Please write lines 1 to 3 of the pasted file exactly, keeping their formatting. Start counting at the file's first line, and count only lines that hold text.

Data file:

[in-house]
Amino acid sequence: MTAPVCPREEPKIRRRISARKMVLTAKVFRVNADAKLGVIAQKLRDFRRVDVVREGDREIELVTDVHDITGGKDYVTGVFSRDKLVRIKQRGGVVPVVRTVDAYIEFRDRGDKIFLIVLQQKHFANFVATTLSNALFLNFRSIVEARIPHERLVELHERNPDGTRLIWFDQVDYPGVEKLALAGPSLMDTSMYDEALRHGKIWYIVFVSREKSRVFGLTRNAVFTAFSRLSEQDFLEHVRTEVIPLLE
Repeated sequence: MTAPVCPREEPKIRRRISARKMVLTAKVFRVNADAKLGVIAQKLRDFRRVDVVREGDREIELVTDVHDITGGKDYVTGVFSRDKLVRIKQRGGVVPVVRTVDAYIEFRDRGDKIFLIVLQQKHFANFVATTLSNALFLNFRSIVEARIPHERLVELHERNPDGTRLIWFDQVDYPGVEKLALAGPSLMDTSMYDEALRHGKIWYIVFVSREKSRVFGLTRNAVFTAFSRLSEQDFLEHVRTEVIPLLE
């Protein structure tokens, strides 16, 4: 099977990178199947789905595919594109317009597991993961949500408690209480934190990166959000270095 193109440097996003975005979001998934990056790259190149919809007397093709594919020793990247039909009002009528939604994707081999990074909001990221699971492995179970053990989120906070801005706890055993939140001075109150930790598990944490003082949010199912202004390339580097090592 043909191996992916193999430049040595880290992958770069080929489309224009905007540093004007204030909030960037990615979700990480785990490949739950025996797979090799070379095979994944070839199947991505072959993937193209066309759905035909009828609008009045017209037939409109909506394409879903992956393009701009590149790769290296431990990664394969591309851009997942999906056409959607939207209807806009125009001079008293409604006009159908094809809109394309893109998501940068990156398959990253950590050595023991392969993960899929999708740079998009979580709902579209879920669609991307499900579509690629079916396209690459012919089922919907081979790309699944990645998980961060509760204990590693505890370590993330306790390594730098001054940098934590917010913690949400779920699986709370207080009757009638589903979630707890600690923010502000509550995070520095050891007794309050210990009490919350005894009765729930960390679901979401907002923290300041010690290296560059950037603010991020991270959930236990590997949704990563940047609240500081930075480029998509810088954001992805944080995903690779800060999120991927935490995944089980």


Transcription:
[in-house]
Amino acid sequence: MTAPVCPREEPKIRRRISARKMVLTAKVFRVNADAKLGVIAQKLRDFRRVDVVREGDREIELVTDVHDITGGKDYVTGVFSRDKLVRIKQRGGVVPVVRTVDAYIEFRDRGDKIFLIVLQQKHFANFVATTLSNALFLNFRSIVEARIPHERLVELHERNPDGTRLIWFDQVDYPGVEKLALAGPSLMDTSMYDEALRHGKIWYIVFVSREKSRVFGLTRNAVFTAFSRLSEQDFLEHVRTEVIPLLE
Repeated sequence: MTAPVCPREEPKIRRRISARKMVLTAKVFRVNADAKLGVIAQKLRDFRRVDVVREGDREIELVTDVHDITGGKDYVTGVFSRDKLVRIKQRGGVVPVVRTVDAYIEFRDRGDKIFLIVLQQKHFANFVATTLSNALFLNFRSIVEARIPHERLVELHERNPDGTRLIWFDQVDYPGVEKLALAGPSLMDTSMYDEALRHGKIWYIVFVSREKSRVFGLTRNAVFTAFSRLSEQDFLEHVRTEVIPLLE